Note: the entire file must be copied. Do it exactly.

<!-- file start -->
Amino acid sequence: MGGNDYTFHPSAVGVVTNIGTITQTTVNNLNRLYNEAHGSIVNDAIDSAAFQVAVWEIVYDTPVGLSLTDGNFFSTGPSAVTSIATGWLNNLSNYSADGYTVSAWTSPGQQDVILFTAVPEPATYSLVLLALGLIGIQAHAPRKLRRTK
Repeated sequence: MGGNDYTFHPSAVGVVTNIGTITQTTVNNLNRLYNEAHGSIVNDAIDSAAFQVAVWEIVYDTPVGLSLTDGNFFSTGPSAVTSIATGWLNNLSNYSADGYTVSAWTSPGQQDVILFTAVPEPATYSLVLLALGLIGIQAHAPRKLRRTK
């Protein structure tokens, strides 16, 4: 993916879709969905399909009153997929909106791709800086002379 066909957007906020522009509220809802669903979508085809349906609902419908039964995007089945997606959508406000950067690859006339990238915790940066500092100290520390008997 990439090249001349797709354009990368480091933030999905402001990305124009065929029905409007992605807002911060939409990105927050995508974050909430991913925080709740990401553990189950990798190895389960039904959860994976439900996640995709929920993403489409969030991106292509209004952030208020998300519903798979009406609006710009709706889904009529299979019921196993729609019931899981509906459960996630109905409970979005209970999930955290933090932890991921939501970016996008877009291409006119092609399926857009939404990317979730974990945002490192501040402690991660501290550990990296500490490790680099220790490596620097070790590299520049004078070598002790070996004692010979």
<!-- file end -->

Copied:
Amino acid sequence: MGGNDYTFHPSAVGVVTNIGTITQTTVNNLNRLYNEAHGSIVNDAIDSAAFQVAVWEIVYDTPVGLSLTDGNFFSTGPSAVTSIATGWLNNLSNYSADGYTVSAWTSPGQQDVILFTAVPEPATYSLVLLALGLIGIQAHAPRKLRRTK
Repeated sequence: MGGNDYTFHPSAVGVVTNIGTITQTTVNNLNRLYNEAHGSIVNDAIDSAAFQVAVWEIVYDTPVGLSLTDGNFFSTGPSAVTSIATGWLNNLSNYSADGYTVSAWTSPGQQDVILFTAVPEPATYSLVLLALGLIGIQAHAPRKLRRTK
């Protein structure tokens, strides 16, 4: 993916879709969905399909009153997929909106791709800086002379 066909957007906020522009509220809802669903979508085809349906609902419908039964995007089945997606959508406000950067690859006339990238915790940066500092100290520390008997 990439090249001349797709354009990368480091933030999905402001990305124009065929029905409007992605807002911060939409990105927050995508974050909430991913925080709740990401553990189950990798190895389960039904959860994976439900996640995709929920993403489409969030991106292509209004952030208020998300519903798979009406609006710009709706889904009529299979019921196993729609019931899981509906459960996630109905409970979005209970999930955290933090932890991921939501970016996008877009291409006119092609399926857009939404990317979730974990945002490192501040402690991660501290550990990296500490490790680099220790490596620097070790590299520049004078070598002790070996004692010979």